|Publication number||US7776092 B2|
|Application number||US 11/334,423|
|Publication date||Aug 17, 2010|
|Filing date||Jan 19, 2006|
|Priority date||Jan 19, 2005|
|Also published as||CA2595266A1, CA2595266C, CN101188986A, EP1841387A2, EP1841387B1, US20070032874, US20090030521, WO2006078663A2, WO2006078663A3, WO2006078663A8|
|Publication number||11334423, 334423, US 7776092 B2, US 7776092B2, US-B2-7776092, US7776092 B2, US7776092B2|
|Inventors||Casey K. Lee, George Makris, Alastair J. T. Clemow|
|Original Assignee||Nexgen Spine, Inc.|
|Export Citation||BiBTeX, EndNote, RefMan|
|Patent Citations (110), Non-Patent Citations (7), Referenced by (6), Classifications (22), Legal Events (6)|
|External Links: USPTO, USPTO Assignment, Espacenet|
This application claims the benefit of U.S. Provisional Application No. 60/644,527, filed Jan. 19, 2005, the entire disclosure of which is incorporated herein by reference, and the benefit of U.S. Provisional Application No. 60/693,430, filed Jun. 24, 2005, the entire disclosure of which is incorporated herein by reference.
1. Field of the Invention
This invention relates to intervertebral disc prostheses and more particularly to intervertebral disc prostheses having rigid endplates and an elastomeric core.
2. Background Art
Low back pain is a very common pathological condition, affecting approximately 80% of the general population at some time. Although most of patients experience the painful symptoms only occasionally and recover fully, approximately 10% of these patients come to experience chronic and disabling low back pain in spite of various medical treatments.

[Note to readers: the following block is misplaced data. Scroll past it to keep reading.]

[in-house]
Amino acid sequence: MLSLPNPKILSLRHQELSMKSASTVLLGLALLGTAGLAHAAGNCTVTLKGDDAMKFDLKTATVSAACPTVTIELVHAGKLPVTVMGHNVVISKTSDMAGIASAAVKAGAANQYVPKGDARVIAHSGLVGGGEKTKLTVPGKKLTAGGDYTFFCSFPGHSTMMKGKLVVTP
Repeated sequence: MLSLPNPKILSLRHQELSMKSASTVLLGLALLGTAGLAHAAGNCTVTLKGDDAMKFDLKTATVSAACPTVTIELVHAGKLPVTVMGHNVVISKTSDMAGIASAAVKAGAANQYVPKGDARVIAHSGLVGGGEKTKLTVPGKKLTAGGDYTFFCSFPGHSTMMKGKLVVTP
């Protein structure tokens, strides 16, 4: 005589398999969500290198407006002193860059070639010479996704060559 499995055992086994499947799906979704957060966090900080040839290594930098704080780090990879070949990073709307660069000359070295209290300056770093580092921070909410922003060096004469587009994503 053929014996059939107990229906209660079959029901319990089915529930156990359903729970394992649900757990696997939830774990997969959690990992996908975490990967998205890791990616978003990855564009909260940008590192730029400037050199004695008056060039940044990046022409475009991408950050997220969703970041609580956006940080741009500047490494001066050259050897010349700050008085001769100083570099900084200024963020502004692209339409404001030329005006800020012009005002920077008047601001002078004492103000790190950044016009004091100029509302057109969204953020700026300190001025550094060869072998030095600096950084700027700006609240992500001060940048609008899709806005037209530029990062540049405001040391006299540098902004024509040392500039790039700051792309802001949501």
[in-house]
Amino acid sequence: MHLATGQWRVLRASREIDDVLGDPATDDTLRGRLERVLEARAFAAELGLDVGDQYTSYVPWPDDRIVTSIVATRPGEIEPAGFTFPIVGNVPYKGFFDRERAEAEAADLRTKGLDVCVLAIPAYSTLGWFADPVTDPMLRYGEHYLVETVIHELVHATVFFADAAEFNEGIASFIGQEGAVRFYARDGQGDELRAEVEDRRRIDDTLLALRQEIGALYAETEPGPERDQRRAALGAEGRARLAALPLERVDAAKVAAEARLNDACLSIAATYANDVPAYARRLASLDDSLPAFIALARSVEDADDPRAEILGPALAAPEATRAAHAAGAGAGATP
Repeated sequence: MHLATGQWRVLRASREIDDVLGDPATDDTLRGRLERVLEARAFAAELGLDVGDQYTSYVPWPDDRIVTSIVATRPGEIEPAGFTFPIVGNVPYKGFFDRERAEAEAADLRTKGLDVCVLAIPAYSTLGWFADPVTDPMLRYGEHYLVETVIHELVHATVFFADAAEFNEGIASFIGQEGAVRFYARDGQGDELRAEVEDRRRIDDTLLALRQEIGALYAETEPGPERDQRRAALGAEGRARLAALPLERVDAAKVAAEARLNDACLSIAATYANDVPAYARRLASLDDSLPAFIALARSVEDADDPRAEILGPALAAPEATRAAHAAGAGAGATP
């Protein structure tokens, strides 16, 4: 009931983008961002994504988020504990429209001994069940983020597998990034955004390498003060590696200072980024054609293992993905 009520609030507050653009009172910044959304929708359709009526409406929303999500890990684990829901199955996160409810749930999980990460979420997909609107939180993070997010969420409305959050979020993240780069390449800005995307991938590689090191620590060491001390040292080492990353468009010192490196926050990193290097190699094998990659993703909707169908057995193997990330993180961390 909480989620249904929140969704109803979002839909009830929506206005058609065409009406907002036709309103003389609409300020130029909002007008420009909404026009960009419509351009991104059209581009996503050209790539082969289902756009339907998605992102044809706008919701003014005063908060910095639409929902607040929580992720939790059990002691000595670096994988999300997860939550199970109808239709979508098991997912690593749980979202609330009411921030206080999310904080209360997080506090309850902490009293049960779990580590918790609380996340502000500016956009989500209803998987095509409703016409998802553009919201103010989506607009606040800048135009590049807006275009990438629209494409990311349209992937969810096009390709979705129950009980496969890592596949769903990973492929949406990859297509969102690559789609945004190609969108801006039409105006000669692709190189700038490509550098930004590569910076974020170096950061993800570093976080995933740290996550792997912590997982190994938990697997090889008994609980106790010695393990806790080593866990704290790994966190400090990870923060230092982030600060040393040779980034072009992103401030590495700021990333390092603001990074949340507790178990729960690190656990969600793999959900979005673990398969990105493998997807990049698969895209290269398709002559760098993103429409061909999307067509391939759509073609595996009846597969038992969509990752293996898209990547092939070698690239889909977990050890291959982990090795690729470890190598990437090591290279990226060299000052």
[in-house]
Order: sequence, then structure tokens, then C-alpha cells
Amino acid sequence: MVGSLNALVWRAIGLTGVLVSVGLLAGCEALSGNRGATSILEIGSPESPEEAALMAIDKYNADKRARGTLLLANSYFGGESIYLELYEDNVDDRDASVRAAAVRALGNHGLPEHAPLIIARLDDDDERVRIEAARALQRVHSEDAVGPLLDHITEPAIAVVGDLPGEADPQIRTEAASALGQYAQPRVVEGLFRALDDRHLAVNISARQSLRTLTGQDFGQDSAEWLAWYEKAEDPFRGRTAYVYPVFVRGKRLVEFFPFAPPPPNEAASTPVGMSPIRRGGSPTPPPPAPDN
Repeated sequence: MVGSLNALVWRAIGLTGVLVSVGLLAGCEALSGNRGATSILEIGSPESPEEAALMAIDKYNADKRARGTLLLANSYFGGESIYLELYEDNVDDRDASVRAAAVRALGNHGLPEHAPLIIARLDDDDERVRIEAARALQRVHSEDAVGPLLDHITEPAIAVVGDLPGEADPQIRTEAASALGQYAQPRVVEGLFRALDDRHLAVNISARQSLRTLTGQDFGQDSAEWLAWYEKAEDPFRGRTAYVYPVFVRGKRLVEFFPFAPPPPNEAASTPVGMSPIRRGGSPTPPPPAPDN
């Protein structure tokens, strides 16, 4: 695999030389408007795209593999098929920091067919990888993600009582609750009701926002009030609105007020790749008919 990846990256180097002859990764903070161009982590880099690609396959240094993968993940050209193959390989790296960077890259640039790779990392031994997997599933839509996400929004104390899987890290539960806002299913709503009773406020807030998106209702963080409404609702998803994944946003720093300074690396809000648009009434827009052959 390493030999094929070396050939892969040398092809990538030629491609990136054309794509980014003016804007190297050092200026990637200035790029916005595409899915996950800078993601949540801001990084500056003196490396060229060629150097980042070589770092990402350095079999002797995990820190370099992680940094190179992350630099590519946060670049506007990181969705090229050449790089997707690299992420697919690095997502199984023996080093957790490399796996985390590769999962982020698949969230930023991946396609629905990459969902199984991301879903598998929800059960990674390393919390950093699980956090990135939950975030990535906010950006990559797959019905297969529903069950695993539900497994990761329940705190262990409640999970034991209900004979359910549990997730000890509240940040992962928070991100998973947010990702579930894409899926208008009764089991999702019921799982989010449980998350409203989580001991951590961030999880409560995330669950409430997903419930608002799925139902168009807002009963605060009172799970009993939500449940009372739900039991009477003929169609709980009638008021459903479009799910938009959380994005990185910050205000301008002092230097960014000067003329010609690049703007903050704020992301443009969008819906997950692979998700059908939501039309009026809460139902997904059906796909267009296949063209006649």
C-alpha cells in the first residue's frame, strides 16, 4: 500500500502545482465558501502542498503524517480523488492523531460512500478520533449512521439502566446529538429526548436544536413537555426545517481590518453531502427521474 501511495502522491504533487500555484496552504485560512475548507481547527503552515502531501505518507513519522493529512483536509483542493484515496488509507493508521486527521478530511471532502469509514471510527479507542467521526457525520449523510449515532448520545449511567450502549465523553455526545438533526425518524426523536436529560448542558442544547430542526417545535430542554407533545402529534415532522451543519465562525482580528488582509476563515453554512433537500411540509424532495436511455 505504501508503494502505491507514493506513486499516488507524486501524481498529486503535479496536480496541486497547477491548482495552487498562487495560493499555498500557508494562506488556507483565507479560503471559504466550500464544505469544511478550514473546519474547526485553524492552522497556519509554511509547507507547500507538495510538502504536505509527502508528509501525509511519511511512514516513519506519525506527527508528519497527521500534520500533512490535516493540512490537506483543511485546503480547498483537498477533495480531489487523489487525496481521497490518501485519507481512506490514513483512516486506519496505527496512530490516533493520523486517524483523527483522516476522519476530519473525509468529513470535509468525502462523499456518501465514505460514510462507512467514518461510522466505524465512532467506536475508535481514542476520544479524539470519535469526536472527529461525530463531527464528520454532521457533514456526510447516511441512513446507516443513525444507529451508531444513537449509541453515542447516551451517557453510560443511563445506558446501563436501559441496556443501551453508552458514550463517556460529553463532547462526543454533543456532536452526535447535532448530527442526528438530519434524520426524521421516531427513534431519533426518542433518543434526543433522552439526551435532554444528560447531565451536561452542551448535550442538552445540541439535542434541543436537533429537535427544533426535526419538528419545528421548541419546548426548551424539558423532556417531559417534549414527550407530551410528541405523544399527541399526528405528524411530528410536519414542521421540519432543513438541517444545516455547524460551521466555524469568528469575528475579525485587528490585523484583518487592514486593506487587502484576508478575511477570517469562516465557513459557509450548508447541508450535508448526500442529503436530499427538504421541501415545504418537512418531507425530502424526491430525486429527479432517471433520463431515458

The most common cause of chronic disabling low back pain is degeneration of one or more of the intervertebral discs that are positioned between the vertebrae of the spine and permit the various natural movements of the spinal column. Such degenerative disc disease (DDD) may become intractable to non-surgical treatment and have to be treated by surgical intervention. Spinal fusion has been a traditional and generally effective treatment method for chronic disabling low back pain that is not responding to non-operative treatments. More recently, alternative treatments involving replacement of the entire disc or its nucleus have been developed for treatment of discogenic pain.
The first generation of prostheses for replacement of degenerated intervertebral discs has generally incorporated mutually sliding surfaces of relatively hard materials to provide for the required intervertebral motion in flexion, extension, lateral bending and torsion. Although such prostheses have been found to be helpful, improvements in shock absorption and replication of the natural motion of the intact intervertebral disc have been sought.
Accordingly, subsequently developed prostheses have incorporated elastomeric members in order to provide for the required motion and shock absorption. Such prostheses typically include relatively hard endplates for contacting the endplates of adjacent vertebrae and fixing the prosthesis thereto, together with an elastomeric disc core, positioned between the hard endplates and fastened thereto.